While many Kurds obviously would favour the eventual creation of an independent Kurdistan, they realize existing governments in Turkey, Iraq, Syria, as well as Iran, simply have no intention of letting their Kurdish minorities establish Kurdish independence. (Interestingly, there are also reportedly between 300,000 and 500,000 Kurds living in Turkish-speaking Azerbaijan, some in critical positions, including the all-important petroleum industry.)

Such Kurdish independence would not only have highly negative economic consequences for existing governments, but also could open a Pandora’s box for other minorities in the immediate region and beyond.

And few countries would willingly accept losing part of their territory, regardless of the wishes of a significant proportion of their population that insists on separating, as happened when Kosovo’s Albanian-speaking majority proclaimed its unilateral independence.

Although Canadian governments have indicated they would accept the results of a referendum in which Quebecers voted by a clear and unequivocal majority to separate from Canada, other nations around the world would not tolerate such a separation, as graphically demonstrated by China’s refusal to tolerate independence for Tibet or authentic autonomy for the Turkish-speaking Uighurs in the Xinjiang Autonomous Region.

In the case of Kosovo, even now, less than half of the United Nations’ 193 members have recognized its independence and five of the European Union’s 27 nations have not recognized Kosovo either. One of them, Spain, is obviously concerned about the separatist movement in its own rich Catalonia region.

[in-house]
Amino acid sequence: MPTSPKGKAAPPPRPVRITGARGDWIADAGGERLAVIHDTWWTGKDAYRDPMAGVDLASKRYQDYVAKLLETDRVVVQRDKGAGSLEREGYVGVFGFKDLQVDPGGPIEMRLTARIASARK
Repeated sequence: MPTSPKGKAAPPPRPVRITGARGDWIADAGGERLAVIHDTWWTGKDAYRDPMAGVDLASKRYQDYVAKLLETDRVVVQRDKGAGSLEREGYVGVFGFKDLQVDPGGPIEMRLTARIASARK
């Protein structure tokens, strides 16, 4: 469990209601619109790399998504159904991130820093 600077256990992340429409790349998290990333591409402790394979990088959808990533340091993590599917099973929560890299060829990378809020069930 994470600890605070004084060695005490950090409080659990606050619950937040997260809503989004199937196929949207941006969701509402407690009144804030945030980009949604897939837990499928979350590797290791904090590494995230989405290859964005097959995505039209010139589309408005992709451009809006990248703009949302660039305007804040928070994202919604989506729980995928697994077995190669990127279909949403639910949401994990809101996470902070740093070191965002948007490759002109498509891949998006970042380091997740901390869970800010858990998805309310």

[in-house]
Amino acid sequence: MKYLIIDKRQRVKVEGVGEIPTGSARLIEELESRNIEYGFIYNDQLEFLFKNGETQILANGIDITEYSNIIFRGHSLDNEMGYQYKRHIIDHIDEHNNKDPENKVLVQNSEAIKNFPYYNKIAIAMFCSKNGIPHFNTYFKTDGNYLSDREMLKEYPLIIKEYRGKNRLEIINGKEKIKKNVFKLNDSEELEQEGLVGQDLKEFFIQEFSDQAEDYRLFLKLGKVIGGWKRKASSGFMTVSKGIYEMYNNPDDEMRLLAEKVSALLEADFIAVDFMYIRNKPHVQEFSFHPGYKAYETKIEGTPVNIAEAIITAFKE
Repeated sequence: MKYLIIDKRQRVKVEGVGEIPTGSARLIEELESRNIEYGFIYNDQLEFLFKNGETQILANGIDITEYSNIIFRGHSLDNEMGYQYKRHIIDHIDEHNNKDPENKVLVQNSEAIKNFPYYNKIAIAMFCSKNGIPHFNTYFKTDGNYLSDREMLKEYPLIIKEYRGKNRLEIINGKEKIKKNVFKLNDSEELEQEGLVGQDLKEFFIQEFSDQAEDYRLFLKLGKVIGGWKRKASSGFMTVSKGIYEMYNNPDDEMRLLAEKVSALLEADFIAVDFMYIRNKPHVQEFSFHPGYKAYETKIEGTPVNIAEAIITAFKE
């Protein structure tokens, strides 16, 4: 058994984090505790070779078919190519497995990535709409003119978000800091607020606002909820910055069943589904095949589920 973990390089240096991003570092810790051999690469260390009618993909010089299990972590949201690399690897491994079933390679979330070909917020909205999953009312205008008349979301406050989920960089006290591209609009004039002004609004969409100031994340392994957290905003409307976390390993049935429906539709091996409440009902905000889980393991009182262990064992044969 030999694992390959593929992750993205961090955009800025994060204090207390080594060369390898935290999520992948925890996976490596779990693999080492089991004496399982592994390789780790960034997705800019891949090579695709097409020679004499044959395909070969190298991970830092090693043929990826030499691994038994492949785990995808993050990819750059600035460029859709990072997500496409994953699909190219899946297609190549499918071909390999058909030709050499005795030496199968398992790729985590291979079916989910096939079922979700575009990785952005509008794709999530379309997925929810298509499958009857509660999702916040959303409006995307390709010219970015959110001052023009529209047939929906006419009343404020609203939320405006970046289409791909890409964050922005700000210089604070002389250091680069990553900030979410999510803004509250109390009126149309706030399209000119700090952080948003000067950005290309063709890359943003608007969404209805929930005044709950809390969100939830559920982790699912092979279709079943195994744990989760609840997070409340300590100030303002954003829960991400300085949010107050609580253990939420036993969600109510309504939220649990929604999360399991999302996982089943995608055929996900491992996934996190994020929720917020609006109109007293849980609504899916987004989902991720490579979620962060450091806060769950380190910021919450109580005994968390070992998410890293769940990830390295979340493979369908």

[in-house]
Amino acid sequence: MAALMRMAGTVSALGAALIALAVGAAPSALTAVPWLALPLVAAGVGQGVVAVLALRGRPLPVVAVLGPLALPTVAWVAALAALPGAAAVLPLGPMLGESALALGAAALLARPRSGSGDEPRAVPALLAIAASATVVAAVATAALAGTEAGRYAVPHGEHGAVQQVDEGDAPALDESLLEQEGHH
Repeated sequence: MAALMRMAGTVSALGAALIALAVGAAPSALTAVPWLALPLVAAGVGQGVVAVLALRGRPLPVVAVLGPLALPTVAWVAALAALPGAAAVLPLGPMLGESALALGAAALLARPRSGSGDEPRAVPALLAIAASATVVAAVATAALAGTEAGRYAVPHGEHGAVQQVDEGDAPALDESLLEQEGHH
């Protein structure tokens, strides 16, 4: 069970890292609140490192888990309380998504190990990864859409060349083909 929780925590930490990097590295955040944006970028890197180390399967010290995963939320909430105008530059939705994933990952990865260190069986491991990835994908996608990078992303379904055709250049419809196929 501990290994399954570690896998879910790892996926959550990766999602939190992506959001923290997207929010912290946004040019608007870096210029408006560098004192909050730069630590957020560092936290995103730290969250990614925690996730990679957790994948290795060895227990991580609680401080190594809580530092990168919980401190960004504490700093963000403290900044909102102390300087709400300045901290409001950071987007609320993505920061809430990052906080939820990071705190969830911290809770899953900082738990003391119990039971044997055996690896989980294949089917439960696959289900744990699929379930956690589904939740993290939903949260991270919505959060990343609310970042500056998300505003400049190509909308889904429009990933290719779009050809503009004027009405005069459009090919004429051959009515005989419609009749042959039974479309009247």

The conflict in Syria vividly indicates just how fragile and tenuous many societies in the Middle East and North Africa are when authoritarian and despotic leaders are driven from power.

The overthrow of the Alawite-controlled regime of President Bashar al-Assad has been of particular concern because of the spillover onto neighbours, such as Jordan and Lebanon. Both have been extremely vulnerable because of their own deeply divided societies.

The fallout from the Syrian conflict was vividly demonstrated in October in Lebanon when pro-Assad Lebanese militias, predominantly Shiite or Alawite, fought Sunni supporters of the Syrian opposition movement in Tripoli.

Lebanon has always had to live with deep religious divisions, not just between Sunnis and Shiites, but also Christians and other minority sects. For its part, Syria has historically regarded Lebanon as part of Greater Syria, with Damascus constantly interfering in Lebanon’s affairs, even stationing 15,000 troops there during Lebanon’s bloody 1975-1990 civil war. Syria only withdrew its troops in 2005 following international pressure after the assassination of Lebanese prime minister Rafic Hariri, whose murder is blamed on Syria and Hezbollah.

What happens in Lebanon in the post-Assad period could have profound and extremely dangerous repercussions for Lebanon’s continued stability. The assassination in October of its interior minister is indicative of the tenuous situation in that violence-plagued nation.
The spillover effect of the Syrian fighting also has the potential to destabilize the situation in Jordan, which has been swamped by more than 100,000 Syrians fleeing the conflict, creating incredible strain on the tiny nation, including the pro-Western Hashemite monarchy led by King Abdullah.